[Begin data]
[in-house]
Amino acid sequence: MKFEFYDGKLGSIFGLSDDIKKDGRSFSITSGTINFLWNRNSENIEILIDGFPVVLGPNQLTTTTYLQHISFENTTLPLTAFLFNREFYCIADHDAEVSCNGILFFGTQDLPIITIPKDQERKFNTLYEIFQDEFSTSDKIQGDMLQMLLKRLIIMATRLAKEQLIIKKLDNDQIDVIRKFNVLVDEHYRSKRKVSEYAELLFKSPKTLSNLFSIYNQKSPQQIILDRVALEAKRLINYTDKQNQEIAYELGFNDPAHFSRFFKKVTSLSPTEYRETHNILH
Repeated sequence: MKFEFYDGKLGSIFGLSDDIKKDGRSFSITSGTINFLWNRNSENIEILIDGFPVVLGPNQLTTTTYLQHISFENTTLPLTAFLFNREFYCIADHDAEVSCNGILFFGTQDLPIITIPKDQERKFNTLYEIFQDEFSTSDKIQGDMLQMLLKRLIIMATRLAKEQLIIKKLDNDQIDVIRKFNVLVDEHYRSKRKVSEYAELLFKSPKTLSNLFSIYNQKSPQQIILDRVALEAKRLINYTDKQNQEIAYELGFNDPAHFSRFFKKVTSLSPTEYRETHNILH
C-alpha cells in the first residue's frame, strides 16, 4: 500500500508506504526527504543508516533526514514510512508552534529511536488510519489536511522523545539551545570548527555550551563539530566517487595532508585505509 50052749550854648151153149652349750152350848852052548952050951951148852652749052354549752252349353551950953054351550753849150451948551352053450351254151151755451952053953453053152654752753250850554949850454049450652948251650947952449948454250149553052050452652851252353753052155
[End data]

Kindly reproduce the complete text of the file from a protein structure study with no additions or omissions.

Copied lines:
[in-house]
Amino acid sequence: MKFEFYDGKLGSIFGLSDDIKKDGRSFSITSGTINFLWNRNSENIEILIDGFPVVLGPNQLTTTTYLQHISFENTTLPLTAFLFNREFYCIADHDAEVSCNGILFFGTQDLPIITIPKDQERKFNTLYEIFQDEFSTSDKIQGDMLQMLLKRLIIMATRLAKEQLIIKKLDNDQIDVIRKFNVLVDEHYRSKRKVSEYAELLFKSPKTLSNLFSIYNQKSPQQIILDRVALEAKRLINYTDKQNQEIAYELGFNDPAHFSRFFKKVTSLSPTEYRETHNILH
Repeated sequence: MKFEFYDGKLGSIFGLSDDIKKDGRSFSITSGTINFLWNRNSENIEILIDGFPVVLGPNQLTTTTYLQHISFENTTLPLTAFLFNREFYCIADHDAEVSCNGILFFGTQDLPIITIPKDQERKFNTLYEIFQDEFSTSDKIQGDMLQMLLKRLIIMATRLAKEQLIIKKLDNDQIDVIRKFNVLVDEHYRSKRKVSEYAELLFKSPKTLSNLFSIYNQKSPQQIILDRVALEAKRLINYTDKQNQEIAYELGFNDPAHFSRFFKKVTSLSPTEYRETHNILH
C-alpha cells in the first residue's frame, strides 16, 4: 500500500508506504526527504543508516533526514514510512508552534529511536488510519489536511522523545539551545570548527555550551563539530566517487595532508585505509 50052749550854648151153149652349750152350848852052548952050951951148852652749052354549752252349353551950953054351550753849150451948551352053450351254151151755451952053953453053152654752753250850554949850454049450652948251650947952449948454250149553052050452652851252353753052155